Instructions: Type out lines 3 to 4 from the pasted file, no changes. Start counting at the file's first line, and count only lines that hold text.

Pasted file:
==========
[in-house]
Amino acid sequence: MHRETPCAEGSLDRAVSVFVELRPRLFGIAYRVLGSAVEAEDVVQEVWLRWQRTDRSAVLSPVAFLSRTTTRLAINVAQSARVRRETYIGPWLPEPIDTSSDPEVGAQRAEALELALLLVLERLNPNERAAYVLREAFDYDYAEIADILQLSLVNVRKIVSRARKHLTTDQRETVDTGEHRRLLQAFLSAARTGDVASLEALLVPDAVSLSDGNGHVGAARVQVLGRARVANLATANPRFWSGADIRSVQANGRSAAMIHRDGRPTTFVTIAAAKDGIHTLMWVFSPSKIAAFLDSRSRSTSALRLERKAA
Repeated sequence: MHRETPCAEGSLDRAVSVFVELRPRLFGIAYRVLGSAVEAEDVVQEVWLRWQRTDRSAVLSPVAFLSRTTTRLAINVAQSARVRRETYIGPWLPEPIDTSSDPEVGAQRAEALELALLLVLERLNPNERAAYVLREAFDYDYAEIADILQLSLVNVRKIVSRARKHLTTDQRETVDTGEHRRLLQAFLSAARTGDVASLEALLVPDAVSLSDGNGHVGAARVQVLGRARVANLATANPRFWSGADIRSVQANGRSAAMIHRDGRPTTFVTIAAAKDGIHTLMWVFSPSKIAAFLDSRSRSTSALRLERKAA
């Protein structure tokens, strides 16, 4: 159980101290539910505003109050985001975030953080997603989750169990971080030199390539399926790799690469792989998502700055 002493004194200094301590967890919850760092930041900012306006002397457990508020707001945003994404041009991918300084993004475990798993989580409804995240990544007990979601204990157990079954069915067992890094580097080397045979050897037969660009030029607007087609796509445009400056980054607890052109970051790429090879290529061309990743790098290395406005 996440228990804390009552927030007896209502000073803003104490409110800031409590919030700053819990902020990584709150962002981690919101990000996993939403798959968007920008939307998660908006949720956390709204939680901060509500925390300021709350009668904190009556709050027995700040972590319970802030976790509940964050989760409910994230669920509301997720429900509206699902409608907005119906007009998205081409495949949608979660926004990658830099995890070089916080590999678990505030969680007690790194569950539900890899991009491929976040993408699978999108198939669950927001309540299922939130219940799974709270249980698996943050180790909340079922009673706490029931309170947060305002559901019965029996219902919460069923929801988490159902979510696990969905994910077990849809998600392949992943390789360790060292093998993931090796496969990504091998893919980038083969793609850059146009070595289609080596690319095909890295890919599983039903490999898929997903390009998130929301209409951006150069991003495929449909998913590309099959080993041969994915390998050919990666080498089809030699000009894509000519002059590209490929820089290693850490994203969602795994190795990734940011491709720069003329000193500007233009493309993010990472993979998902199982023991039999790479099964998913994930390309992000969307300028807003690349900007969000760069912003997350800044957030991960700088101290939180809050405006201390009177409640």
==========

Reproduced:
Repeated sequence: MHRETPCAEGSLDRAVSVFVELRPRLFGIAYRVLGSAVEAEDVVQEVWLRWQRTDRSAVLSPVAFLSRTTTRLAINVAQSARVRRETYIGPWLPEPIDTSSDPEVGAQRAEALELALLLVLERLNPNERAAYVLREAFDYDYAEIADILQLSLVNVRKIVSRARKHLTTDQRETVDTGEHRRLLQAFLSAARTGDVASLEALLVPDAVSLSDGNGHVGAARVQVLGRARVANLATANPRFWSGADIRSVQANGRSAAMIHRDGRPTTFVTIAAAKDGIHTLMWVFSPSKIAAFLDSRSRSTSALRLERKAA
């Protein structure tokens, strides 16, 4: 159980101290539910505003109050985001975030953080997603989750169990971080030199390539399926790799690469792989998502700055 002493004194200094301590967890919850760092930041900012306006002397457990508020707001945003994404041009991918300084993004475990798993989580409804995240990544007990979601204990157990079954069915067992890094580097080397045979050897037969660009030029607007087609796509445009400056980054607890052109970051790429090879290529061309990743790098290395406005 996440228990804390009552927030007896209502000073803003104490409110800031409590919030700053819990902020990584709150962002981690919101990000996993939403798959968007920008939307998660908006949720956390709204939680901060509500925390300021709350009668904190009556709050027995700040972590319970802030976790509940964050989760409910994230669920509301997720429900509206699902409608907005119906007009998205081409495949949608979660926004990658830099995890070089916080590999678990505030969680007690790194569950539900890899991009491929976040993408699978999108198939669950927001309540299922939130219940799974709270249980698996943050180790909340079922009673706490029931309170947060305002559901019965029996219902919460069923929801988490159902979510696990969905994910077990849809998600392949992943390789360790060292093998993931090796496969990504091998893919980038083969793609850059146009070595289609080596690319095909890295890919599983039903490999898929997903390009998130929301209409951006150069991003495929449909998913590309099959080993041969994915390998050919990666080498089809030699000009894509000519002059590209490929820089290693850490994203969602795994190795990734940011491709720069003329000193500007233009493309993010990472993979998902199982023991039999790479099964998913994930390309992000969307300028807003690349900007969000760069912003997350800044957030991960700088101290939180809050405006201390009177409640």